An exhortation to fear God.
- Let us acknowledge God's power and goodness in what he did for Israel, applying it to that much greater work of wonder, our redemption by Christ; and encourage ourselves and others to trust in God in the greatest straits. When Christ comes for the salvation of his people , he redeems them from the power of sin and Satan, separates them from an ungodly world, forms them to be his people, and becomes their King. There is no sea, no Jordan, so deep, so broad, but, when God's time is come, it shall be divided and driven back. Apply this to the planting the Christian church in the world. What ailed Satan and his idolatries, that they trembled as they did? But especially apply it to the work of grace in the heart. What turns the stream in a regenerate soul? What affects the lusts and corruptions, that they fly back; that prejudices are removed, and the whole man becomes new? It is at the presence of God's Spirit. At the presence of the Lord, not only mountains, but the earth itself may well tremble, since it has lain under a curse for man's sin. As the Israelites were protected, so they were provided for by miracles; such was that fountain of waters into which the flinty rock was turned, and that rock was Christ. The Son of God, the Rock of ages, gave himself to death, to open a fountain to wash away sins, and to supply believers with waters of life and consolation; and they need not fear that any blessing is too great to expect from his love. But let sinners fear before their just and holy Judge. Let us now prepare to meet our God, that we may have boldness before him at his coming.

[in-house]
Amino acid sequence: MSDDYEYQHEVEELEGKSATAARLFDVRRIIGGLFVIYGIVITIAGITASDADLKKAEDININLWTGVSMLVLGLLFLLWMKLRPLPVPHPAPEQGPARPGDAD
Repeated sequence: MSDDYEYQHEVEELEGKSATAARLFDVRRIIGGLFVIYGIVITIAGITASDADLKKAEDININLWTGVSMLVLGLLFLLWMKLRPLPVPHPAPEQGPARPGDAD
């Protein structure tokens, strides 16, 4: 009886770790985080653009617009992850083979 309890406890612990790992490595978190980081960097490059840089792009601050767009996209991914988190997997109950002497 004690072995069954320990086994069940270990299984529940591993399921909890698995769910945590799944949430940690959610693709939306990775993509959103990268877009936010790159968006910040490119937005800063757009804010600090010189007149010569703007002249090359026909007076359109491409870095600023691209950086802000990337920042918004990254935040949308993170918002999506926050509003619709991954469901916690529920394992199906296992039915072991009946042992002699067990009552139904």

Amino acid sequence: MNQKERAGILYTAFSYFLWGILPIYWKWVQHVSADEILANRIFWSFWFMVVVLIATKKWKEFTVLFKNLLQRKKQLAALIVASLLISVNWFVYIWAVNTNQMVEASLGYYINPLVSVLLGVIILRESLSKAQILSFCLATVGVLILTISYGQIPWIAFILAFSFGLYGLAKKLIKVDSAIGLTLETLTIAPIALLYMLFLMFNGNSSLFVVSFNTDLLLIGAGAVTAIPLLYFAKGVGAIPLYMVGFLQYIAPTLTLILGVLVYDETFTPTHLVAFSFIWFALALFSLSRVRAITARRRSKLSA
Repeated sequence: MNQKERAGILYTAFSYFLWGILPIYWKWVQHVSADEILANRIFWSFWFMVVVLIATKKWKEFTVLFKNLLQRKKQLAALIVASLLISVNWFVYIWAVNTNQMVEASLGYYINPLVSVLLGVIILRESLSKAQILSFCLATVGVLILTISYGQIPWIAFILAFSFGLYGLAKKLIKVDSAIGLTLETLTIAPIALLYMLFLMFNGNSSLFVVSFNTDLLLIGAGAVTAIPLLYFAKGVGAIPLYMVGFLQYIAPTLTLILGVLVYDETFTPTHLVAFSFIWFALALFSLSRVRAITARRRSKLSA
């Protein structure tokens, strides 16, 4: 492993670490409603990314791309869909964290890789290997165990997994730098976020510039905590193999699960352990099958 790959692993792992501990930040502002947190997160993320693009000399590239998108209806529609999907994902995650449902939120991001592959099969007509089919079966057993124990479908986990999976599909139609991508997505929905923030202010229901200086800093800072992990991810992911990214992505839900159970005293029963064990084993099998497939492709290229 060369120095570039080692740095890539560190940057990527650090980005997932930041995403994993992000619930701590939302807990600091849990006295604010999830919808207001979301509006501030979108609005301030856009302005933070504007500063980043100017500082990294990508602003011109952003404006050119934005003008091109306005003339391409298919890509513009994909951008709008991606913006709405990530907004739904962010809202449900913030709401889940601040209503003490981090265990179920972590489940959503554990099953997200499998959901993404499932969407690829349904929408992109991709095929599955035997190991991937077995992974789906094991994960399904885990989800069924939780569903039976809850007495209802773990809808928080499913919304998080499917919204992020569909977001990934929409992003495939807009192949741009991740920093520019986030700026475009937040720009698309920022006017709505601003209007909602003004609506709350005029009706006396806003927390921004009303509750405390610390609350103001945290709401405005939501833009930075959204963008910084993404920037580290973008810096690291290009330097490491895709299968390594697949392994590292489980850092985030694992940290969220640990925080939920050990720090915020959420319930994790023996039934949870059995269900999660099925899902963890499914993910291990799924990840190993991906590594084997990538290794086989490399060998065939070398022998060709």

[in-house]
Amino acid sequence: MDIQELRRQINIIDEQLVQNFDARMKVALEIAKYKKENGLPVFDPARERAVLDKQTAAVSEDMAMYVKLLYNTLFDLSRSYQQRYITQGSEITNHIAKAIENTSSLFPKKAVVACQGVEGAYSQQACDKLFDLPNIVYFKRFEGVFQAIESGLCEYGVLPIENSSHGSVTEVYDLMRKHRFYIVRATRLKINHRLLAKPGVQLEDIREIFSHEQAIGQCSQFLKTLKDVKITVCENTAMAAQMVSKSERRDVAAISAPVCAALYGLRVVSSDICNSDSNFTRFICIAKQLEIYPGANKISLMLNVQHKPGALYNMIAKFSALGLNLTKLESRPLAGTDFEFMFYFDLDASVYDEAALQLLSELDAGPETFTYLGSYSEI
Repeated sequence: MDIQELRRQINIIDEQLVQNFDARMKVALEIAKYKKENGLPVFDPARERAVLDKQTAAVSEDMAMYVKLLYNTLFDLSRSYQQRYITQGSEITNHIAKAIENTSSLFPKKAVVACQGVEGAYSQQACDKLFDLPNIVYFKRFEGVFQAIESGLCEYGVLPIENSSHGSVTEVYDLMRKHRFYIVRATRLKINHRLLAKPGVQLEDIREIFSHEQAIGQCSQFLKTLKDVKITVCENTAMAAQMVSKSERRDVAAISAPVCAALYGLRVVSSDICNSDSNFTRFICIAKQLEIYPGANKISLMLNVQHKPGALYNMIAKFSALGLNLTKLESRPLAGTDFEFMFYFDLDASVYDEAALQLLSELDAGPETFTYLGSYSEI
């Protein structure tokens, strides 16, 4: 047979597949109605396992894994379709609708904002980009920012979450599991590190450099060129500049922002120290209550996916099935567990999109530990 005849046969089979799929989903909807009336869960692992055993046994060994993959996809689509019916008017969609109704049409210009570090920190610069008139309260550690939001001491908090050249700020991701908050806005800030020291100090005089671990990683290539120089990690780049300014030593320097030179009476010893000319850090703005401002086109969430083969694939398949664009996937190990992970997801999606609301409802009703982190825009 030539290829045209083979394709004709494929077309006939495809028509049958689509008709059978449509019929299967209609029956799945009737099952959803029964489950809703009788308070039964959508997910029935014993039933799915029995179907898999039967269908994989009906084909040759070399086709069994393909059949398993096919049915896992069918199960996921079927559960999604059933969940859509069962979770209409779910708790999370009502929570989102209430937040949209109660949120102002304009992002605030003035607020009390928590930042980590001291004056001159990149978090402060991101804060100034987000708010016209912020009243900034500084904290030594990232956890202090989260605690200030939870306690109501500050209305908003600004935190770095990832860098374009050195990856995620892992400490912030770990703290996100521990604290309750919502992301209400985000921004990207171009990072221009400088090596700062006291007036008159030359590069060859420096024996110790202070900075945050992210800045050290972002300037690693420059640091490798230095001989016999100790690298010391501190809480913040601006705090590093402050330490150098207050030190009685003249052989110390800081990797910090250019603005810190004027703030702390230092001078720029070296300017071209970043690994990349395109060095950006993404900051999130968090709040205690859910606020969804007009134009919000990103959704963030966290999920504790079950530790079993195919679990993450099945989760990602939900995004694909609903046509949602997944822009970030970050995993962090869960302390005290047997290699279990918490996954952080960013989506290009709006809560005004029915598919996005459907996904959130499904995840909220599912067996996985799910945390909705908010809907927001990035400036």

The title of this psalm in the Arabic version is "hallelujah", as in some preceding ones; it is part of the great "Hallel" sung at the passover, and with great propriety; since the subject matter of it is the departure of the children of Israel out of Egypt, typical of our spiritual redemption by Christ; and of the effectual calling of God's elect out of a state of nature into a state of grace; and particularly of the conversion of the Gentiles, and the bringing of them from Paganism to Christianity: the inscription of the Syriac version is,
``a psalm without a name, out of the ancient writing; concerning Moses, who sung praise at the sea; but unto us the calling of the Gospel, by which we become a new people; spiritual to God, who is incarnate; to Jesus Christ, who redeemed us by his blood from the curse of the Scripture (the law), and hath cleansed us from sin by his Spirit.''